O would some Power the giftie gie us
to see ourselves as others see us.
— Robert Burns, Scotland (1759-1796)
News item: Certain Scotch distilleries have initiated divestment boycotts of Israel. In reaction to this, many Jewish groups worldwide have protested vigorously. The angriest protests came from Kiddush Clubs across North America.
The following letter from the Scotch distilleries, in response to the Kiddush Clubs, was intercepted by MI6.2, the Elders of Zion branch of England’s MI6 intelligence agency.
TO: Kiddush Clubs of America
FROM: Scotch whiskey distilleries
We have your letter protesting our contemplated boycott of Israel. You write that synagogue Kiddush Clubs across America purchase thousands of bottles of Scotch during the course of a year, but that henceforth these Clubs will boycott our products.
We are respectfully considering your letter, but being unfamiliar with Kiddush Clubs, we are curious about their role in Jewish worship.
We have discovered that the word kiddush in Hebrew is connected with “sacred.” We have also discovered cognate words like kaddish, kadosh, and kedusha, which have some connection with sanctity. However, the term “Kiddush Club” does not appear in our Biblical lexicons. Even the theologians we consulted are stymied about the connection between these Clubs and synagogue prayers.
We therefore tentatively assume that Kiddush Clubs are involved in some esoteric religious rites which are deliberately concealed. We are particularly intrigued about the role of alcohol – particularly Scotch liquors – in these Clubs. Is this symbolic of the fact that during medieval persecutions, some Jews took refuge in the Scottish highlands? Or perhaps the liquor is a kind of alcohol libation on the synagogue altar, a vestige of wine libations in the ancient Holy Temple in Jerusalem. Without revealing anything of a secret nature, could you shed some light on this?
Because of our curiosity about this issue , we dispatched a special agent to the USA for further research. He has submitted his report, based on extensive visits to American synagogues, but we find his report puzzling. We recognize that , as strangers to Jewish practice, we might not be processing his information correctly , so we send it along to you herewith, hoping that you will inform us of any inaccuracies:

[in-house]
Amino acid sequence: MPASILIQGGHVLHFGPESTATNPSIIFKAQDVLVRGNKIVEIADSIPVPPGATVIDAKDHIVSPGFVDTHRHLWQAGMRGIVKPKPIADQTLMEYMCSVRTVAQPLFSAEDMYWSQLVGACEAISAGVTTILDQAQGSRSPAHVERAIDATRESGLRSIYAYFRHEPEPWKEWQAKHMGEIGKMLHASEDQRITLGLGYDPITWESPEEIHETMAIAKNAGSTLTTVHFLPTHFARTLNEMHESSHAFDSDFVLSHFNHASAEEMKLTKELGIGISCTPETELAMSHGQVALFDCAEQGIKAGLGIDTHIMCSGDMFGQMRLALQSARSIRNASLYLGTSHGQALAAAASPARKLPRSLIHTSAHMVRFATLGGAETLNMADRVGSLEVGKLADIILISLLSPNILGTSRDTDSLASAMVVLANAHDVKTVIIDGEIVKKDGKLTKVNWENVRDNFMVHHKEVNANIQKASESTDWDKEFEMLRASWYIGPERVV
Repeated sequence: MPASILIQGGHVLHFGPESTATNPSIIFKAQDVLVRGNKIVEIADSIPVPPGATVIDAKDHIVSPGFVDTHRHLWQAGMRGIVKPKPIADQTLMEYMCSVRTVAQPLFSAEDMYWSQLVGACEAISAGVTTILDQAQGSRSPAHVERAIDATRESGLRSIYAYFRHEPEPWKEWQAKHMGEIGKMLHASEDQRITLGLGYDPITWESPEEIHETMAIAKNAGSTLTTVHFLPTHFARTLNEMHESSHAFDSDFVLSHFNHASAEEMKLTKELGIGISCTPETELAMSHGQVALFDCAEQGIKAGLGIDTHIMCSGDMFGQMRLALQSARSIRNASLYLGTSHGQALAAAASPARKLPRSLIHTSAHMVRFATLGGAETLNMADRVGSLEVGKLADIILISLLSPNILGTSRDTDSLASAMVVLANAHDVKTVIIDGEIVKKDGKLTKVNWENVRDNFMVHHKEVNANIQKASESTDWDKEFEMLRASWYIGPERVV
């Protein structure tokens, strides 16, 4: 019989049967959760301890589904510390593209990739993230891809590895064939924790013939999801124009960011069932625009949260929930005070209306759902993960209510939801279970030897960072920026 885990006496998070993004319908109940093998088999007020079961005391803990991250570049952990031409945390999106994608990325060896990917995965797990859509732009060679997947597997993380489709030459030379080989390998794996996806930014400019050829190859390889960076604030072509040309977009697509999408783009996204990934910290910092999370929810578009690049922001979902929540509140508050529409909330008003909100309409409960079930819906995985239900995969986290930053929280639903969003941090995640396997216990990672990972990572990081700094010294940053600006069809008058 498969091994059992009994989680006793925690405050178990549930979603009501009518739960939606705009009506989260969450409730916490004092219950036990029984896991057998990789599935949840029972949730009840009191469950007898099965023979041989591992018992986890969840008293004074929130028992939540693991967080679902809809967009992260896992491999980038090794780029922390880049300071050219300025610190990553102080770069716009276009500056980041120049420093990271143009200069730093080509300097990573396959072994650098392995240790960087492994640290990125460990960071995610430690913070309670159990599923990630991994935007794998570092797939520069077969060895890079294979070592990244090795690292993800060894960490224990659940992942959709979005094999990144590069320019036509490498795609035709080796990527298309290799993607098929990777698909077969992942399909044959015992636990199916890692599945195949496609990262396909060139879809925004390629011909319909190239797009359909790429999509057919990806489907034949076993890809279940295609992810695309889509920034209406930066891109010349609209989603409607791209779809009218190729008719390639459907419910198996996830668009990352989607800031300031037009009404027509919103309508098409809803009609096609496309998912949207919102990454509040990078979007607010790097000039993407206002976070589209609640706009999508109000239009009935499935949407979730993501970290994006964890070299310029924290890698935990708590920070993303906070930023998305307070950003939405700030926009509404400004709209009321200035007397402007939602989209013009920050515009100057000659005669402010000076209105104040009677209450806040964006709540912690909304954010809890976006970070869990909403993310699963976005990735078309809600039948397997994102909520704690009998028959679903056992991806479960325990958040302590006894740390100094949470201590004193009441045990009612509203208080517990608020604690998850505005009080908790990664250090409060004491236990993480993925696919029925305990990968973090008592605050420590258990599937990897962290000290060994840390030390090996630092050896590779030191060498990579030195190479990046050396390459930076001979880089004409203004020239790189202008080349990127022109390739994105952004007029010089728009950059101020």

Kiddush Clubs are a sub-group of many synagogues. Its members pay annual dues, beyond their dues to the synagogue itself. This income purchases the liquor that is apparently an essential component of their program.
Club members are entitled to several glassfuls of Scotch, bourbon and other liquors on Sabbath. What was not clear was how, and precisely when in the prayer service, these liquors are utilized?
For answers, I visited several Kiddush Clubs and found that their connections with holiness and sanctity are very successfully camouflaged. At a certain pre-established point in the Sabbath service, members of Kiddush Clubs arise from their pews and slip out of the main sanctuary. They then enter a smaller room. I expected the room to contain tables of votive candles, open Bibles and ancient books of cabbalistic lore – but I was wrong. Behind the doors of this smaller room are tables containing various bottles of Scotch, bourbon, Canadian whiskey, and assorted liquors from around the world, plus an assortment of wines and cakes. A brief food blessing is recited. I anticipated a mysterious prayer rite, but instead everyone spent the next twenty minutes drinking the alcohol – Scotch is preferred – and munching on the cakes. No prayers were recited. I awaited an arcane Biblical discussion, but what I heard was chit-chat about sports, business, and politics.
During all this time, those remaining in the synagogue — evidently not Club members in good standing — were listening to what they call a “Half-Torah” ( please forgive any misspelling ) which is a reading from one of the Biblical prophets such as Isaiah, Jeremiah, or Ezekiel. Kiddush Club members, for some unknown reason, deliberately boycott these prophetic readings, for they return to the main services only after these readings are completed, and only after they have imbibed their obligatory drinks.
This is evidently a widespread practice in American Orthodox synagogues. My subsequent attempts to uncover the hidden connections behind the alcohol and the apparent boycott of the Hebrew prophets were met with blank stares.
Thus ends the report of our agent. We find the report very questionable on its face, because It is absurd to claim that synagogue Jews would knowingly walk out on prophetic readings in favor of a drink – even if that drink is Scotch.
Furthermore, if Kiddush Clubs were actually boycotting the Hebrew prophets, you would obviously not be protesting the Scotch boycott of Israel. After all, why would our boycott be more reprehensible than a Jewish boycott of G dly figures like Isaiah and Jeremiah? It would be incongruous for those who are in effect boycotting the prophets of Israel , to protest our boycott of the Land of Israel.
It is obvious, therefore, that this report is untrustworthy, but we share it with you so that you become aware of what is being bruited about. You might want to contact your Anti-Defamation League about this.
As an act of good faith towards our Jewish clients — and unless we hear some different interpretation from you — we are ordering that all copies of this report be destroyed. If it were ever to be leaked, it could create a modern alcohol libel against Jews, almost as scurrilous as the medieval blood libels.
Although we are not privy to the secret esoterica of the Jewish faith, we remain proud that Scotch has for so many years been the preferred beverage for the mysterious Kiddush Club rites during Half-Torah readings.
— Associated Scotch Distillers, Invertipesh-on-the-Lochsechel